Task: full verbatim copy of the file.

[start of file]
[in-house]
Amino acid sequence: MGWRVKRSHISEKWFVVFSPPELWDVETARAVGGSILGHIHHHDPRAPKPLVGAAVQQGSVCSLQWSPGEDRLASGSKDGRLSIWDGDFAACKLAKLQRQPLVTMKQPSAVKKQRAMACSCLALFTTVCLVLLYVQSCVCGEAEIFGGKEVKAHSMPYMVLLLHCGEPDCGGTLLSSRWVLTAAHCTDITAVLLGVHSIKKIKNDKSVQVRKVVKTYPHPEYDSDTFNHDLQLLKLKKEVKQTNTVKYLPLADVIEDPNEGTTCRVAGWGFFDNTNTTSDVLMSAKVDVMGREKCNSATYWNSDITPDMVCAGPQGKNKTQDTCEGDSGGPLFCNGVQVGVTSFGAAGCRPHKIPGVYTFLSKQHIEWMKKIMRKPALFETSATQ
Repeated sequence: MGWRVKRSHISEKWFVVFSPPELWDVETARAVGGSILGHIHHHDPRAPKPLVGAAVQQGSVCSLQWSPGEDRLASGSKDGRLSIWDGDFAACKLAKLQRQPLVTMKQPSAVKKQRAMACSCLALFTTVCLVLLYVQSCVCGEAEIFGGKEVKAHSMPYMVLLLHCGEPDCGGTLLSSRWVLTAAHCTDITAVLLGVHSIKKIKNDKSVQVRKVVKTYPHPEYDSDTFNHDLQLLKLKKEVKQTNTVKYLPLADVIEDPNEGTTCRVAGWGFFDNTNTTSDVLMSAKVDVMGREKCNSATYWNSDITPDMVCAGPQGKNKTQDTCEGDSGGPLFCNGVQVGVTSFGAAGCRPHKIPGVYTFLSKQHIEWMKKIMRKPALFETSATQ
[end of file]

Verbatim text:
[in-house]
Amino acid sequence: MGWRVKRSHISEKWFVVFSPPELWDVETARAVGGSILGHIHHHDPRAPKPLVGAAVQQGSVCSLQWSPGEDRLASGSKDGRLSIWDGDFAACKLAKLQRQPLVTMKQPSAVKKQRAMACSCLALFTTVCLVLLYVQSCVCGEAEIFGGKEVKAHSMPYMVLLLHCGEPDCGGTLLSSRWVLTAAHCTDITAVLLGVHSIKKIKNDKSVQVRKVVKTYPHPEYDSDTFNHDLQLLKLKKEVKQTNTVKYLPLADVIEDPNEGTTCRVAGWGFFDNTNTTSDVLMSAKVDVMGREKCNSATYWNSDITPDMVCAGPQGKNKTQDTCEGDSGGPLFCNGVQVGVTSFGAAGCRPHKIPGVYTFLSKQHIEWMKKIMRKPALFETSATQ
Repeated sequence: MGWRVKRSHISEKWFVVFSPPELWDVETARAVGGSILGHIHHHDPRAPKPLVGAAVQQGSVCSLQWSPGEDRLASGSKDGRLSIWDGDFAACKLAKLQRQPLVTMKQPSAVKKQRAMACSCLALFTTVCLVLLYVQSCVCGEAEIFGGKEVKAHSMPYMVLLLHCGEPDCGGTLLSSRWVLTAAHCTDITAVLLGVHSIKKIKNDKSVQVRKVVKTYPHPEYDSDTFNHDLQLLKLKKEVKQTNTVKYLPLADVIEDPNEGTTCRVAGWGFFDNTNTTSDVLMSAKVDVMGREKCNSATYWNSDITPDMVCAGPQGKNKTQDTCEGDSGGPLFCNGVQVGVTSFGAAGCRPHKIPGVYTFLSKQHIEWMKKIMRKPALFETSATQ